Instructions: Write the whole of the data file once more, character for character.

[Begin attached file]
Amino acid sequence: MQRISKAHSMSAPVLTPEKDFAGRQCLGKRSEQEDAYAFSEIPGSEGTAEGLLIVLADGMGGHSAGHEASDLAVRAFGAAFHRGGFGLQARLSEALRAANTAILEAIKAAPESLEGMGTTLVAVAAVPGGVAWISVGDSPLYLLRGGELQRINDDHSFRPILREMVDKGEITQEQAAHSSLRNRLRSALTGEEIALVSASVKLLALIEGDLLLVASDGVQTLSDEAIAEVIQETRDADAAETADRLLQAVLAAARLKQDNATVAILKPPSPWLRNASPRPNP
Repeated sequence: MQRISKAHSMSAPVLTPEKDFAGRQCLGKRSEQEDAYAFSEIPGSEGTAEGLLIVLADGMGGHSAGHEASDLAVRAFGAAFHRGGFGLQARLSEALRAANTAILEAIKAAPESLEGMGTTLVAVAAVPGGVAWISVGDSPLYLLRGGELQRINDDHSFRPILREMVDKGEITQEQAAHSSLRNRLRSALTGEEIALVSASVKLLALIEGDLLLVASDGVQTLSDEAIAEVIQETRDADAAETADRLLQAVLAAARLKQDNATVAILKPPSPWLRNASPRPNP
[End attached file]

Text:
Amino acid sequence: MQRISKAHSMSAPVLTPEKDFAGRQCLGKRSEQEDAYAFSEIPGSEGTAEGLLIVLADGMGGHSAGHEASDLAVRAFGAAFHRGGFGLQARLSEALRAANTAILEAIKAAPESLEGMGTTLVAVAAVPGGVAWISVGDSPLYLLRGGELQRINDDHSFRPILREMVDKGEITQEQAAHSSLRNRLRSALTGEEIALVSASVKLLALIEGDLLLVASDGVQTLSDEAIAEVIQETRDADAAETADRLLQAVLAAARLKQDNATVAILKPPSPWLRNASPRPNP
Repeated sequence: MQRISKAHSMSAPVLTPEKDFAGRQCLGKRSEQEDAYAFSEIPGSEGTAEGLLIVLADGMGGHSAGHEASDLAVRAFGAAFHRGGFGLQARLSEALRAANTAILEAIKAAPESLEGMGTTLVAVAAVPGGVAWISVGDSPLYLLRGGELQRINDDHSFRPILREMVDKGEITQEQAAHSSLRNRLRSALTGEEIALVSASVKLLALIEGDLLLVASDGVQTLSDEAIAEVIQETRDADAAETADRLLQAVLAAARLKQDNATVAILKPPSPWLRNASPRPNP